Don Eddy’s work has been widely shown throughout this country at the Arkansas Arts Center, Little Rock; Bergstrom-Mahler Museum, Neenah, Wisconsin; Boca Raton Museum of Art, Florida; Boise Art Museum, Idaho; The Brooklyn Museum, New York; The Butler Institute of American Art, Youngstown, Ohio; Carnegie Institute, Pittsburgh; The Cathedral Church of Saint John the Divine; New York; Center for the Arts, Vero Beach, Florida; The Cleveland Museum of Art, Ohio; Columbus Museum of Art, Ohio; Contemporary Arts Center, New Orleans; The Contemporary Museum, Honolulu; Danforth Museum of Art, Framingham, Massachusetts, Duke University Museum of Art, Durham, North Carolina; Flint Institute of Arts, Michigan; Greenville County Museum of Art, South Carolina; Heckscher Museum, Huntington, New York; The Huntington Museum of Art, West Virginia; Indianapolis Museum of Art, Indiana; Mana Art Center, Jersey City, New Jersey; Museum of Art, Fort Lauderdale; The Museum of Modern Art, New York; Nassau County Museum of Art, Roslyn Harbor, New York; The Oakland Museum, California; Oklahoma Art Center, Oklahoma City; Orlando Museum of Art, Florida; Pennsylvania Academy of the Fine Arts, Philadelphia; The Philbrook Museum of Art, Tulsa, Oklahoma; Polk Museum of Art, Lakeland, Florida; San Antonio Museum of Art, Texas; San Francisco Museum of Modern Art, California; Tampa Museum of Art, Florida; Tucson Museum of Art, Arizona; Virginia Beach Center for the Arts, Virginia; Virginia Museum of Fine Arts, Richmond; Whitney Museum of American Art, New York; Wichita Art Museum, Kansas; Jane Voorhees Zimmerli Art Museum at Rutgers, University, New Brunswick, New Jersey; among others, and abroad at Aarhus Kunst Museum, Denmark; Australia National Gallery, Canberra; Gl. Holtegaards, Copenhagen; Centro Mostre, Rome; Deutsche Guggenheim, Berlin; The Gulbenkian Museum, Lisbon; in Japan at City Museum of Iwaki; Hokodate Museum of Art, Hokkaido; Kumamoto Prefectural Museum of Art; and Prefectural Museum of Iwate; Kunstverein, Hannover; Kunsthalle, Nuremberg; Musée de Strasbourg: Musée d’Art Moderne et Contemporain, Strasbourg, France; National Museum in Gdansk, Poland; and Salas de Exposiciones de Bellas Artes, Madrid.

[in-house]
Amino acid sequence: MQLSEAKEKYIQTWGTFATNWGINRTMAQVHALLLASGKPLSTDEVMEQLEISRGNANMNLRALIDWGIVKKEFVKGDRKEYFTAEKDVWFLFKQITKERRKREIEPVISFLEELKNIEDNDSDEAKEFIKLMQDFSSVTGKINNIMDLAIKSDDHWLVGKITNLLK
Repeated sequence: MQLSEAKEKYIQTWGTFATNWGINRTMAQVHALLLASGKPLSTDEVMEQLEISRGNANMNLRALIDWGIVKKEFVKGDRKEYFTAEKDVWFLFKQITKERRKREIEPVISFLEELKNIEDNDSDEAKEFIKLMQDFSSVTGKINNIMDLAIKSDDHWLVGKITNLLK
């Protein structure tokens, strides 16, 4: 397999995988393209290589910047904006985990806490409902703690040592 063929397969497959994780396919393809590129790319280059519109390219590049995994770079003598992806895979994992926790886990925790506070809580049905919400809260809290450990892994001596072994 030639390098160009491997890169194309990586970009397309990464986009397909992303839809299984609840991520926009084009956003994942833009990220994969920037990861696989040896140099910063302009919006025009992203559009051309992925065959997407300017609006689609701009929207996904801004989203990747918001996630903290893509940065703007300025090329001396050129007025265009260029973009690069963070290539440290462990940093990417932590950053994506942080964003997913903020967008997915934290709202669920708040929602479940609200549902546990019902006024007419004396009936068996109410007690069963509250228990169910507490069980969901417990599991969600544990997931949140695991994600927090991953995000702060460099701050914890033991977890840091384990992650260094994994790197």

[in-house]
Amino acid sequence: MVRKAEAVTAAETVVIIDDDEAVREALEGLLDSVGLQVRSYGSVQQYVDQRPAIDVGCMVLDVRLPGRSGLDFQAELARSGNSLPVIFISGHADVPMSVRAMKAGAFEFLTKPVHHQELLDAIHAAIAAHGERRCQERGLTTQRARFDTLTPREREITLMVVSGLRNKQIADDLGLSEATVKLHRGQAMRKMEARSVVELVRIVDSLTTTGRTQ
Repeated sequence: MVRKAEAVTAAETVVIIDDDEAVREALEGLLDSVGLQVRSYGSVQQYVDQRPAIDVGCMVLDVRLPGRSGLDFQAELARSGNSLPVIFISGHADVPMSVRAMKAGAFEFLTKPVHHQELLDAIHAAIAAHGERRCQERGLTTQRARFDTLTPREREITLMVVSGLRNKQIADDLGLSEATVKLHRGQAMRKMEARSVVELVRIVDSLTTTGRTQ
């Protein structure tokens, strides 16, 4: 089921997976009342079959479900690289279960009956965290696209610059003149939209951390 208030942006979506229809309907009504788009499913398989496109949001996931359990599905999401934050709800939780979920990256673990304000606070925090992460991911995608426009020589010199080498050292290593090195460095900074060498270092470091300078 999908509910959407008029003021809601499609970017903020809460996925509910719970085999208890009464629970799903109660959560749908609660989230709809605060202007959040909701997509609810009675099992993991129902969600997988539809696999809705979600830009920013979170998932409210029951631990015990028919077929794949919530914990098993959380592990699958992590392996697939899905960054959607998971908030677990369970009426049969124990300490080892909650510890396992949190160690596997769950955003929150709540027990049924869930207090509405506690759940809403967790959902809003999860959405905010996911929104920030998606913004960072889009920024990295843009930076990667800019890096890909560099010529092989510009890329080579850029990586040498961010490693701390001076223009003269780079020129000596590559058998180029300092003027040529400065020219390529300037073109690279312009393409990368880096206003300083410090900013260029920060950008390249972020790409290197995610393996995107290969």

The artist’s work is represented in the collections of Akron Art Museum, Ohio; Boise
Art Museum, Idaho; The Butler Institute of American Art, Youngstown, Ohio; The Cleveland Museum of Art, Ohio; The Contemporary Museum, Honolulu; Danforth Museum of Art, Framingham, Massachusetts; Evansville Museum of Arts, History & Science, Indiana; Flint Institute of Arts, Michigan; Fogg Art Museum, Harvard University, Massachusetts; Fort Wayne Museum of Art, Indiana; Hofstra University Museum, Hempstead, New York; Honolulu Academy of Arts, Hawaii; The Metropolitan Museum of Art, New York; Mississippi Museum of Art, Jackson; The Museum of Modern Art, New York; Oklahoma City Museum of Art, Oklahoma; Haggin Museum, California; Rhode Island School of Design Museum of Art, Providence; Saint Louis Art Museum, Missouri; San Antonio Museum of Art, Texas; Santa Barbara Museum of Art, California; Sheldon Museum of Art, University of Nebraska, Lincoln; Solomon R. Guggenheim Museum, New York; Speed Art Museum, Louisville, Kentucky; Springfield Art Museum, Missouri; Storm King Art Center, Mountainville, New York; The Toledo Museum of Art, Ohio; University Museum of Contemporary Art, University of Massachusetts, Amherst; Whitney Museum of American Art, New York; among others, and in collections abroad: Israel Museum; Jerusalem; Musee D’Art Moderne de Saint-Etienne Metropole, St. Etienne, France, Museo de Arte Moderno, Bogota; Neue Galerie, Aachen, Germany; Utrecht Museum, The Netherlands.
The book Don Eddy, The Art of Paradox, written by Donald Kuspit and published by Hudson Hills Press, New York, is available through the gallery.
Don Eddy resides in New York.
For further information and/or photographs please call 212-966-6676 or email Nancy Hoffman Gallery at email@example.com